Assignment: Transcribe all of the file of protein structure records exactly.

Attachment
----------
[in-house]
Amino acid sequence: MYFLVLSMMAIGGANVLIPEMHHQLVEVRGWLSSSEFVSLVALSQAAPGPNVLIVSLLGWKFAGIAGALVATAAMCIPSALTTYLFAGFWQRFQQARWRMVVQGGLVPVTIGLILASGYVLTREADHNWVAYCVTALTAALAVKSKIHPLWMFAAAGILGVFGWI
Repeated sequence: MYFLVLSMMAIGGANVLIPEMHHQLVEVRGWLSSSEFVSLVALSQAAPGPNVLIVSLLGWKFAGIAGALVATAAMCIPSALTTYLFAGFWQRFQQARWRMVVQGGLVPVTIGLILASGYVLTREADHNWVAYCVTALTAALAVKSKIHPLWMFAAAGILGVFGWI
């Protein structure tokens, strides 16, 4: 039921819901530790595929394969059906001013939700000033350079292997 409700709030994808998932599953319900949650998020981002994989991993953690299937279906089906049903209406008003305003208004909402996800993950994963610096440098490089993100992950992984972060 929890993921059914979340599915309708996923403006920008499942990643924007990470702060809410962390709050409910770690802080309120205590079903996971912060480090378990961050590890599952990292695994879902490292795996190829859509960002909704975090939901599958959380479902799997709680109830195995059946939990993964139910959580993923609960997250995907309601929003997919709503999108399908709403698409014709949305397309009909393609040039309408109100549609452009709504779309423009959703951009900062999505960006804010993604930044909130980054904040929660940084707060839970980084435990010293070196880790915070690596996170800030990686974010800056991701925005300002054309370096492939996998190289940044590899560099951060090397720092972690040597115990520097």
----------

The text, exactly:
[in-house]
Amino acid sequence: MYFLVLSMMAIGGANVLIPEMHHQLVEVRGWLSSSEFVSLVALSQAAPGPNVLIVSLLGWKFAGIAGALVATAAMCIPSALTTYLFAGFWQRFQQARWRMVVQGGLVPVTIGLILASGYVLTREADHNWVAYCVTALTAALAVKSKIHPLWMFAAAGILGVFGWI
Repeated sequence: MYFLVLSMMAIGGANVLIPEMHHQLVEVRGWLSSSEFVSLVALSQAAPGPNVLIVSLLGWKFAGIAGALVATAAMCIPSALTTYLFAGFWQRFQQARWRMVVQGGLVPVTIGLILASGYVLTREADHNWVAYCVTALTAALAVKSKIHPLWMFAAAGILGVFGWI
């Protein structure tokens, strides 16, 4: 039921819901530790595929394969059906001013939700000033350079292997 409700709030994808998932599953319900949650998020981002994989991993953690299937279906089906049903209406008003305003208004909402996800993950994963610096440098490089993100992950992984972060 929890993921059914979340599915309708996923403006920008499942990643924007990470702060809410962390709050409910770690802080309120205590079903996971912060480090378990961050590890599952990292695994879902490292795996190829859509960002909704975090939901599958959380479902799997709680109830195995059946939990993964139910959580993923609960997250995907309601929003997919709503999108399908709403698409014709949305397309009909393609040039309408109100549609452009709504779309423009959703951009900062999505960006804010993604930044909130980054904040929660940084707060839970980084435990010293070196880790915070690596996170800030990686974010800056991701925005300002054309370096492939996998190289940044590899560099951060090397720092972690040597115990520097």